Geralt, Pixbay, provided by Creative Commons CC0

The forum questions for Module 2.1

  • What are your thoughts and experiences with ‘Communities of practice’ – theory and real life observations?
  • How important is it to belong to and learn with a community (#such as INF537). Given a choice would you prefer to work/learn alone? Why?

A community of practice, as opposed to a simple community, is one that shares a common 1) domain of shared interests and competence 2) community of regular interaction and discussion 3) practice, repertoire resources and experiences (Wenger, 2011).

What we are talking about here is putting into practice what we are preaching for student pedagogy: If networked, participatory, collaborative learning is best for our students, then surely it should be the model for educational leadership as well as professional and curriculum development.

The power of ten working interactively will almost invariably outstrip the power of one looking to beat out the other nine (Davidson and Goldberg, 2009, p.30)

What are my experiences with CoP? I am a huge advocate of CoP and PLN and have been trying to get something along these lines happening at my institution for many years, without much success. In my language school, we have two campuses very geographically separate, and yet our teaching, day to day, is identical. With the challenges of updating our curriculum to reflect new practices, and with the difficulties we all share as we attempt to introduce digital technology to the classroom, it makes perfect sense to have a central location online, where staff from anywhere can discuss these issues, successes and failures and try to solve these issues collaboratively. However, I am, it seems, in a minority in this respect, and the management is unwiling to either recommend or facilitate any organised approach to a CoP.

I enjoyed reading the post and comments around the blog post by Lisa Plenty (here) in which she also noted the quote by Davidson and Goldberg (2009, p.30) when discussing the power of networked, collaborative learning; one of their ‘ten pillars of institutional pedagogy’. She also made reference to the barrier that I hear most often in my own situation, that teachers feel they “don’t have time” to spend both on learning new methods, or for discussing these methods. Researchers such as Ertmer and Ottenbreit-Leftwich (2010) have long been pointing out the need to tackle ingrained teacher beliefs in their own self-efficacy, and the efficacy of technology in education, as well as the need to establish a new culture within education to foster more positive attitudes. Providing an environment where a positive attitude towards collaboration and discussion is supported with time and effective processes, I think would be an excellent first step in my institution. Without this in place, how can we expect our teachers to be placing a correct value on collaboration in their classrooms?


For my own records and curation – I’ve copied the image (from Scarlat, Maracine & Maries, 2011) used in module 2.1 which demonstates the complex interweaving of internalised and externalised practices around information, and how articulates into ‘knowledge’ and learning:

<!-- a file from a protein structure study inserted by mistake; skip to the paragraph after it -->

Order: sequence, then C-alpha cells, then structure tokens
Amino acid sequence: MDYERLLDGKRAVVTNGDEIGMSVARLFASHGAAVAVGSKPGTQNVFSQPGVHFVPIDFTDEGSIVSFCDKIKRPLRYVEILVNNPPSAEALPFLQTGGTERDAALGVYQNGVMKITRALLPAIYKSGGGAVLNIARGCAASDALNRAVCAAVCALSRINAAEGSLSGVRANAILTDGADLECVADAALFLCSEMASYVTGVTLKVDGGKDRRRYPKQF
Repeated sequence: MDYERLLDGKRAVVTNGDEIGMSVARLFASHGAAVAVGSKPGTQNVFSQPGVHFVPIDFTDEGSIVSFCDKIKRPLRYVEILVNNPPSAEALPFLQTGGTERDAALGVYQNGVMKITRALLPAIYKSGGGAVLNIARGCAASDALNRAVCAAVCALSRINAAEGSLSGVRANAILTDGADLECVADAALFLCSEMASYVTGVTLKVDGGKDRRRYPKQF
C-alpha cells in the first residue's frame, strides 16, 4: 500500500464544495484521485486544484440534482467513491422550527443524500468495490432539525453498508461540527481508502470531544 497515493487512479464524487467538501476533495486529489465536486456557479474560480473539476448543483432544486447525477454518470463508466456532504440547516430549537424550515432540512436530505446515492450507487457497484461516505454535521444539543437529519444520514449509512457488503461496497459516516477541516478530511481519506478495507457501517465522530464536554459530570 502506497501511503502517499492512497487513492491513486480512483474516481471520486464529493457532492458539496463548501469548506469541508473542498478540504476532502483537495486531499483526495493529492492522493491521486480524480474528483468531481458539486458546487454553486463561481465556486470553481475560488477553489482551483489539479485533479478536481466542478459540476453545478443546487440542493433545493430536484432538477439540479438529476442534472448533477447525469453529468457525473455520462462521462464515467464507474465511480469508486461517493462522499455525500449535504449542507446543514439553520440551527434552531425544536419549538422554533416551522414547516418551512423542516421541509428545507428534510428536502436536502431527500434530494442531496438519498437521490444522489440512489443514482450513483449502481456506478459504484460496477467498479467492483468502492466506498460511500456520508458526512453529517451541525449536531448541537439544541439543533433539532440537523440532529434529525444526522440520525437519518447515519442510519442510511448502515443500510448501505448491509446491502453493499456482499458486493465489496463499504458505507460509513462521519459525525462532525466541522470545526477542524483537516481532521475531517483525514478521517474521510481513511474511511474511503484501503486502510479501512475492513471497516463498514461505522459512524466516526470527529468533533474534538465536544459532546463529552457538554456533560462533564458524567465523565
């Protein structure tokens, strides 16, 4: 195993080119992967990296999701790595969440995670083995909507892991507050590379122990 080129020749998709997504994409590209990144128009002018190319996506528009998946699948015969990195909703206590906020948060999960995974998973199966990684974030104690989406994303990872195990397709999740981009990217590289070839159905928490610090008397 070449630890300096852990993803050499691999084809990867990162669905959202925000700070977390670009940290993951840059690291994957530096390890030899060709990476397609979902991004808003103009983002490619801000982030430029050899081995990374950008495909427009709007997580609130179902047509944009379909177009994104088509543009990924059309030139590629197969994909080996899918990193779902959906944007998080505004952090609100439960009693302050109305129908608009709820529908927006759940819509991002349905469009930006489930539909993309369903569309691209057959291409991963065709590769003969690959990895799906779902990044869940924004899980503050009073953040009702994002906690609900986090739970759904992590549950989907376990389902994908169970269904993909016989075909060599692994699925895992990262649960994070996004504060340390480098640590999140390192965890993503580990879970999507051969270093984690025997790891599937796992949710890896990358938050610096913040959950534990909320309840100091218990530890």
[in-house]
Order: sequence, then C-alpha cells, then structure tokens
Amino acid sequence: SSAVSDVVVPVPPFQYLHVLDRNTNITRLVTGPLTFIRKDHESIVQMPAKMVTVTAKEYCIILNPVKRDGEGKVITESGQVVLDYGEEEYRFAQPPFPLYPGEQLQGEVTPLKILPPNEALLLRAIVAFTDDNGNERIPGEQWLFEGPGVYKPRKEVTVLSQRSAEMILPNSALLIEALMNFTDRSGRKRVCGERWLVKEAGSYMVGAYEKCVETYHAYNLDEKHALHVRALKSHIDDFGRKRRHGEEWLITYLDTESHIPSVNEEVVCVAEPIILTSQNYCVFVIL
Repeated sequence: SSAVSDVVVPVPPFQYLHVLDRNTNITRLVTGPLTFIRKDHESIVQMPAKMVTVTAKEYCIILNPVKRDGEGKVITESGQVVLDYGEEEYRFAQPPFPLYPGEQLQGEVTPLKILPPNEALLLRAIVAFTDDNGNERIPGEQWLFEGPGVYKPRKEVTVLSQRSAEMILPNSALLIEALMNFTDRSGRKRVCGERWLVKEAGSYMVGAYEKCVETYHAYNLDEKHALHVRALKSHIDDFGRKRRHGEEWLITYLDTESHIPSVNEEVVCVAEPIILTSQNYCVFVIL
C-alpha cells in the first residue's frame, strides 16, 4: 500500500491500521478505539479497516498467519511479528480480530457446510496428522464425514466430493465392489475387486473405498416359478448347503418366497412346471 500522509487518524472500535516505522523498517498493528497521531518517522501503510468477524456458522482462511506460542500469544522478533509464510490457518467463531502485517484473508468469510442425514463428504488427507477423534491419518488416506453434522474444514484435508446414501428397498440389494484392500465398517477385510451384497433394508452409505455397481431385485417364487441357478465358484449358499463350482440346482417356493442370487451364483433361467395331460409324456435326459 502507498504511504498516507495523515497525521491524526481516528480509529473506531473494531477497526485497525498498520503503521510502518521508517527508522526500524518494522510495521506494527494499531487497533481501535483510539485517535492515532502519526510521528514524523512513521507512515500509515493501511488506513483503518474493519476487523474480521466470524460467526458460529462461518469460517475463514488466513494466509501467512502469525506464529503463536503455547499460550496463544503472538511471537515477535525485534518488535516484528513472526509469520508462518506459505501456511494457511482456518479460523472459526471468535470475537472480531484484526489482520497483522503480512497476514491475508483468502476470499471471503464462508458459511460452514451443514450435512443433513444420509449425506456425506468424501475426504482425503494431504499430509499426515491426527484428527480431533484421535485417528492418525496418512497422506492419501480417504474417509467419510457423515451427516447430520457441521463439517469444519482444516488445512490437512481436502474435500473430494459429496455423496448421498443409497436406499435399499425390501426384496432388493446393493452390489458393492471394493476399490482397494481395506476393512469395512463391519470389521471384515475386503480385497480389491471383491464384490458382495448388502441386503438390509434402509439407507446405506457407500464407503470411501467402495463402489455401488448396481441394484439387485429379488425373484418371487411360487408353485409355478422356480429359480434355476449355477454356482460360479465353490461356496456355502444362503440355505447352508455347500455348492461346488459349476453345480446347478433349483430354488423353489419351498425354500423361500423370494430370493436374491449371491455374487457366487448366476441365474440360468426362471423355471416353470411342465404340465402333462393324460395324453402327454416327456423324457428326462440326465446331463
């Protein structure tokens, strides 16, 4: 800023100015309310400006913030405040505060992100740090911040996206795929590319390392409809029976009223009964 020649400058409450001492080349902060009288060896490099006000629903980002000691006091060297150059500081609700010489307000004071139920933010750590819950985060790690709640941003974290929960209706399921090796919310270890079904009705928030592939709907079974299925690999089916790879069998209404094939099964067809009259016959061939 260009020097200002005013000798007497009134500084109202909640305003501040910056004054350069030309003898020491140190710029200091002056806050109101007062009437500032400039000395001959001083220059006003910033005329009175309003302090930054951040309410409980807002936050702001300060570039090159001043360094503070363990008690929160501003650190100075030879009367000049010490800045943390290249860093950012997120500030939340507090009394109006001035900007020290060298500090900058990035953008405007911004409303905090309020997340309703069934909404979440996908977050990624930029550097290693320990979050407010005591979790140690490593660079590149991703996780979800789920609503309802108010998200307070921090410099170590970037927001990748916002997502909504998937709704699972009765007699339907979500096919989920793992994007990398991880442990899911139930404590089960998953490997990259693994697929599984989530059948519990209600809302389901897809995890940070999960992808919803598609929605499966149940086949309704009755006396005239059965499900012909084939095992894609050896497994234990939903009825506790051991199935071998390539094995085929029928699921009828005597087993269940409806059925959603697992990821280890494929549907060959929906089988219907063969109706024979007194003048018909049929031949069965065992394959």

Knowledge feedback mechanism (Scarlat, Maracine & Maries, 2011)

In addition, Julie included this quote from Seely Brown (2008) which encapsualtes his view of how the application of these kinds of participatory knowledge practices can lead to both deeper and life-long learning:

The building blocks provided by the Open Educational Resources (OER) movement, along with e-Science and e-Humanities and the resources of the Web 2.0, are creating the conditions for the emergence of new kinds of open participatory learning ecosystems that will support active, passion-based learning: Learning 2.0. This new form of learning begins with the knowledge and practices acquired in school but is equally suited for continuous, lifelong learning that extends beyond formal schooling. Indeed, such an environment might encourage students to readily and happily pick up new knowledge and skills as the world shifts beneath them. (Seely Brown, 2008)


Cox, M.J. (2012), Formal to informal learning with IT: research challenges and issues for e-learning. Journal of Computer Assisted Learning. doi: 10.1111/j.1365-2729.2012.00483.x. Retrieved from http://ezproxy.csu.edu.au/login?url=http://dx.doi.org/10.1111/j.1365-2729.2012.00483.x

Davidson, C. N., & Goldberg, D. T. (2009). The future of learning institutions in a digital age. The MIT Press.

Ertmer, P. A., & Ottenbreit-Leftwich, A. T. (2010). Teacher technology change: How knowledge, confidence, beliefs, and culture intersect. Journal of research on Technology in Education42(3), 255-284. Retrieved http://files.eric.ed.gov/fulltext/EJ882506.pdf 

Scarlat, E., Maracine, V., & Maries, I. (2011). 2 – Modelling the dynamics of knowledge flow within networked communities of professionals. In G. Trentin (Ed.), Technology and Knowledge Flow (pp. 27–50). Chandos Publishing. Retrieved from http://www.sciencedirect.com/science/article/pii/B9781843346463500022

Seely Brown, J. (2008). Open education, the long tail, and learning 2.0. Educause review, 43(1), 16-20. Retrieved from http://www.educause.edu/ero/article/minds-fire-open-education-long-tail-and-learning-20

Wenger, E. (2011). Communities of practice: A brief introduction. Retrieved from https://scholarsbank.uoregon.edu/xmlui/handle/1794/11736